Mary Ann Pizzolato peers into the dull blue eyes of Baby Coos, a 60-year-old doll whose plastic peepers have been clouded by a fungus—and time. Next, she flexes the doll’s vinyl legs, which are ripped and ready to fall off.
After examining the doll from head to toe, Pizzolato looks hopeful. After all, she’s been repairing cracked Kewpies, balding Barbies and tattered teddy bears for 30 years.
“If we treat her mold and attach these legs the best we can, it’s going to be about $60,” says Pizzolato, 53, the owner of The Doll Hospital in Spring, Texas (pop. 36,385).
Baby Coos is worth saving to Beverly Peach, 68, of Mount Carmel, Ill., who received the doll as a Christmas gift when she was 10.
“Then we’ll get her admitted,” says Pizzolato, who has repaired dolls as a sideline since the 1970s when she apprenticed with a doll doctor in her hometown of East Orange, N.J.
Clad in a white lab jacket, Pizzolato tags and bags Baby Coos’ clothing and assigns her a bed-box in a ward with a hundred other dolls with flopping limbs, sunken eyes, broken necks, squawky voice boxes and sawdust seeping from their middles. Dolls that arrive without clothes are robed in miniature hospital gowns. “They get embarrassed,” Pizzolato says with a smile.
“Some things are minor, like reattaching a head or restyling hair,” she says, whereas other dolls need major makeovers. “I restored a Shirley Temple doll that had both feet and arms eaten by a rottweiler.”
In 1985, Pizzolato left a career as a chemical engineer for Gulf Oil Co. during a slump in the oil business and opened the doll repair and retail shop two years later. Her chemistry background comes in handy in duplicating the original material used by the doll makers.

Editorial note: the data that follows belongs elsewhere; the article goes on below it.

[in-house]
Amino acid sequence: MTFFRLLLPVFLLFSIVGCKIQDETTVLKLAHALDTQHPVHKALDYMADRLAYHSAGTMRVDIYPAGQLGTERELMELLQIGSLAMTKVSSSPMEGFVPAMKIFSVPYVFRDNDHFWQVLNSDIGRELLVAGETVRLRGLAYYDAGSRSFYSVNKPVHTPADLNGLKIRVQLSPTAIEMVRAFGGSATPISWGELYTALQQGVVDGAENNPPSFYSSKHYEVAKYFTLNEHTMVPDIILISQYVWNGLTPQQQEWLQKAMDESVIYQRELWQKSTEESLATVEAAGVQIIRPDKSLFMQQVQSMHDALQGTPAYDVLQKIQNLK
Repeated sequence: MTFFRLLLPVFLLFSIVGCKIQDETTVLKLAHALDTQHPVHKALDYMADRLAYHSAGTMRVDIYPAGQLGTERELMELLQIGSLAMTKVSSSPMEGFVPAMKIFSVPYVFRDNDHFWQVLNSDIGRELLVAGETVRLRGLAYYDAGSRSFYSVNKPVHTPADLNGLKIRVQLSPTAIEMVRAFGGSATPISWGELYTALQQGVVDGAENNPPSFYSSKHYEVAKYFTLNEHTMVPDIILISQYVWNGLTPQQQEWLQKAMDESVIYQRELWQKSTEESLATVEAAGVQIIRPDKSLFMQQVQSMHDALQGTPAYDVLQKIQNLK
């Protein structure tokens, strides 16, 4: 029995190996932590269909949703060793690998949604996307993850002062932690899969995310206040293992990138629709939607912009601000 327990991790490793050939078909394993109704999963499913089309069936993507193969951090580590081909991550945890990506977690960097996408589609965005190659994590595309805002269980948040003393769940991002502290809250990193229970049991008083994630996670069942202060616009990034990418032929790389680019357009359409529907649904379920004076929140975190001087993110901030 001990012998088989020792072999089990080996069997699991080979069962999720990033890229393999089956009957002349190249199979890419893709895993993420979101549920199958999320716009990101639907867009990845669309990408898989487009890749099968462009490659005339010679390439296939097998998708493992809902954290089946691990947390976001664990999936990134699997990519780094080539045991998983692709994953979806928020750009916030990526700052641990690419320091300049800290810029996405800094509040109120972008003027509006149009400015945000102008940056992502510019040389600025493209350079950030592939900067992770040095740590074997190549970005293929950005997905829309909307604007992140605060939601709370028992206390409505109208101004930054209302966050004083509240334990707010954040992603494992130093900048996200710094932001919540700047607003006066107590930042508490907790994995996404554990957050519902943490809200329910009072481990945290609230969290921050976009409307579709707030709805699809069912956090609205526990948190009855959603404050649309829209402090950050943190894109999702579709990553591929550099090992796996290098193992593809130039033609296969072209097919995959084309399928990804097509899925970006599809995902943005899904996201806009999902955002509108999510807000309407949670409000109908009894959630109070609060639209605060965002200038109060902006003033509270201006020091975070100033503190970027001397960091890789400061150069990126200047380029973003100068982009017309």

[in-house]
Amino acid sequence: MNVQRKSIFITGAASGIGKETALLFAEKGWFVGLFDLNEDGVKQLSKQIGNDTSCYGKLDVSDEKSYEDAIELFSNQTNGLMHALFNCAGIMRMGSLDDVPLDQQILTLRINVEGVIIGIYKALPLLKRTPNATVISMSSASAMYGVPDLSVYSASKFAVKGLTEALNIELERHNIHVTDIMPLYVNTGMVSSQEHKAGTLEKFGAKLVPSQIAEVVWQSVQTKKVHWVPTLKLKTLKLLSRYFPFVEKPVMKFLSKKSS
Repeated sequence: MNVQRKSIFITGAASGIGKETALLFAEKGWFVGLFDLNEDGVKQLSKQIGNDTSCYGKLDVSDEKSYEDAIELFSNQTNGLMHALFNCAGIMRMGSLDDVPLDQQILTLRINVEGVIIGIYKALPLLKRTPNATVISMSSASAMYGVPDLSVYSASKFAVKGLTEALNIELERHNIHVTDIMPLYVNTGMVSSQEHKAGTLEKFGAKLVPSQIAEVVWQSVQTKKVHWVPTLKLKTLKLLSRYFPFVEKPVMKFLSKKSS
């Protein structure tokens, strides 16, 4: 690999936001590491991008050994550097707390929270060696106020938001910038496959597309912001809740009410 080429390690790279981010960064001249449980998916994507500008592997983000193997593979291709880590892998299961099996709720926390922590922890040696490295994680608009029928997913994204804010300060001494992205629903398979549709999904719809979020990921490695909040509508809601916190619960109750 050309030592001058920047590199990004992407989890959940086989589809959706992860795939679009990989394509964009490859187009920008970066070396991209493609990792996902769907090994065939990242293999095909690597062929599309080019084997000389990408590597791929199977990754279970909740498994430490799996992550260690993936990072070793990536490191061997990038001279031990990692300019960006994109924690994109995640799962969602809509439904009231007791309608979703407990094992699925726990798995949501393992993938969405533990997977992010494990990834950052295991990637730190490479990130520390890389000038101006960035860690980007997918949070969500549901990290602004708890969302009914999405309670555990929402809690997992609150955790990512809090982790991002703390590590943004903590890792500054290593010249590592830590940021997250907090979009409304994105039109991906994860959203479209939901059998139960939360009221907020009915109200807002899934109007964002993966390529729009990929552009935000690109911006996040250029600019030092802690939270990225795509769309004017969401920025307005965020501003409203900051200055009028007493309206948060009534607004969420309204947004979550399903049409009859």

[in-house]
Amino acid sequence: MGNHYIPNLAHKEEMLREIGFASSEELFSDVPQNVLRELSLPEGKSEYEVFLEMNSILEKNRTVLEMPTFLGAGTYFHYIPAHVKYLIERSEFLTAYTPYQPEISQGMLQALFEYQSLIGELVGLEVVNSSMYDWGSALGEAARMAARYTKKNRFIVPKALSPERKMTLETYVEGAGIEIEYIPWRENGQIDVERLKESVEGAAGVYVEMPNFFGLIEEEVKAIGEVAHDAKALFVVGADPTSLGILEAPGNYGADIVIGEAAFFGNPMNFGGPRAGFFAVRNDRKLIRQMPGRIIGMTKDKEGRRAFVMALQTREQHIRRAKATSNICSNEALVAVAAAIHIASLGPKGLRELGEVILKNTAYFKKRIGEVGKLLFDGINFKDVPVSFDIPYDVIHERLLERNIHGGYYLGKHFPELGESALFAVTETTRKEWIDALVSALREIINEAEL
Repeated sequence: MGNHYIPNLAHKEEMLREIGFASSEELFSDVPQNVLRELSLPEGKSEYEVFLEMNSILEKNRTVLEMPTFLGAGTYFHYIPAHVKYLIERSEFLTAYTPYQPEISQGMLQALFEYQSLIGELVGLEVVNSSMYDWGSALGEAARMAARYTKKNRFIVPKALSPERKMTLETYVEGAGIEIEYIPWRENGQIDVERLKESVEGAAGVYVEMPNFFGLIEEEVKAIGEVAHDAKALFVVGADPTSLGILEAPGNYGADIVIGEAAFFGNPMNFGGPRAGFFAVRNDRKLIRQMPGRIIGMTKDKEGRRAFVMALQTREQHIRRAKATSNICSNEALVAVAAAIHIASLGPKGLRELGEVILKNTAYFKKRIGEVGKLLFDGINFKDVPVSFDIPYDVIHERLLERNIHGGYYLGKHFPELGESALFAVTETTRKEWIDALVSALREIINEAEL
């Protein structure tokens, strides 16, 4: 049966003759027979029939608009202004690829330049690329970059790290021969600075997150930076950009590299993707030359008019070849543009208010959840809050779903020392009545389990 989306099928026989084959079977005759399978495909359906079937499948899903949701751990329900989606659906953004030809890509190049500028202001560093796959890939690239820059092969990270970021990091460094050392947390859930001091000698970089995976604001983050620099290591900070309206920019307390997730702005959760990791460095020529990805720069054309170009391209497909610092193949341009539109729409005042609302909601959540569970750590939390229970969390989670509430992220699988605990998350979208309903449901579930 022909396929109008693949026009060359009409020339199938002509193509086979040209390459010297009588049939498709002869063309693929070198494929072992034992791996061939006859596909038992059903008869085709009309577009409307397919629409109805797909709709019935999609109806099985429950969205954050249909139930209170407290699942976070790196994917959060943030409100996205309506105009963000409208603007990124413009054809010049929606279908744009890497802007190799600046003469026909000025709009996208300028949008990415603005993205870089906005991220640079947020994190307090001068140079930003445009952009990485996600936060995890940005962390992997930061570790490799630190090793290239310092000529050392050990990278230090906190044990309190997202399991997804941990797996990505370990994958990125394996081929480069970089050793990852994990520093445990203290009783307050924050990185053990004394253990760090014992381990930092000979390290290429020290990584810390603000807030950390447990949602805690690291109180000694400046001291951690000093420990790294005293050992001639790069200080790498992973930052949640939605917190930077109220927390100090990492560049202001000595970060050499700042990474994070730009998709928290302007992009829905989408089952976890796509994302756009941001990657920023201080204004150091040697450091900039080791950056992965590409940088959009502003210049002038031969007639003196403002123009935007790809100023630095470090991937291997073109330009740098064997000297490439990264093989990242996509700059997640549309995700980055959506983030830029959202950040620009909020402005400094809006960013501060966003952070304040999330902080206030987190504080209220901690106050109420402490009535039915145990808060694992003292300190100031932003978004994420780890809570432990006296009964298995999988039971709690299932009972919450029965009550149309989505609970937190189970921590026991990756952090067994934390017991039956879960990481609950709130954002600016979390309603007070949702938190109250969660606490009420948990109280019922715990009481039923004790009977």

“I go back to the basics,” she says. “I’m at heart a conservationist.”
Pizzolato restores dolls made of china and leather, wood and wax, papier-mâché and plastic. With the duplicated material, she sculpts a new toe, a chin or other body part, then sands and paints them.
To remove decades of dirt left by grubby little hands, Pizzolato concocted a solution that cleans without removing painted ruby lips and pink cheeks.
A rejuvenated 1931 Patsy doll decked in a pink corduroy coat and a 1923 Bubbles in bloomers and bonnet look like a lineup in a beauty pageant after Pizzolato’s handiwork. They smell as fresh as they look, too, because she sprays them with a vanilla-scented fragrance that she formulated.
“New dolly smell and Christmas morning just go together,” Pizzolato says. “I like being able to bring back some of that magic to people’s lives.”
Dolls are sent to The Doll Hospital for appraisals and repairs from around the United States and keep Pizzolato and four assistants bustling. Costs range from $25 for a simple restringing of limbs to more than $1,000 for a major reconstruction, such as the work needed on an 1850s china doll with a shattered face. In its restored condition, the rare doll by French doll maker A. Thuillier is valued at $50,000.
Not every doll that Pizzolato rescues has antique value, though. Some are modern plastic dolls that have been squeezed and smooched to shreds, but are priceless to their young owners. Last year, Brooke Frohock, 7, and her sister, Madison, 9, checked their dolls into the hospital for needed eye implants and skin transplants, but were sad about leaving their beloved babies.
“These were their first dolls,” says their mother, Gabrielle Frohock, of Sugar Land, Texas. “They put them to bed each night.”
To ease the girls’ worries, Pizzolato sent daily e-mails to them from their dolls. “Dr. Mary Ann gave me a bubble bath and I got to eat chocolate ice cream,” one message read. “Don’t be sad because I’m going to be so beautiful when you see me.”
“Mary Ann made the whole thing a pleasant experience,” Gabrielle says.
Pizzolato delights in seeing the faces of 7-year-olds and 70-year-olds when they come to take their rehabilitated dolls home from The Doll Hospital.
“It’s a little piece of childhood that people hang onto,” she says. “We get to relive a lot of happy times with people.”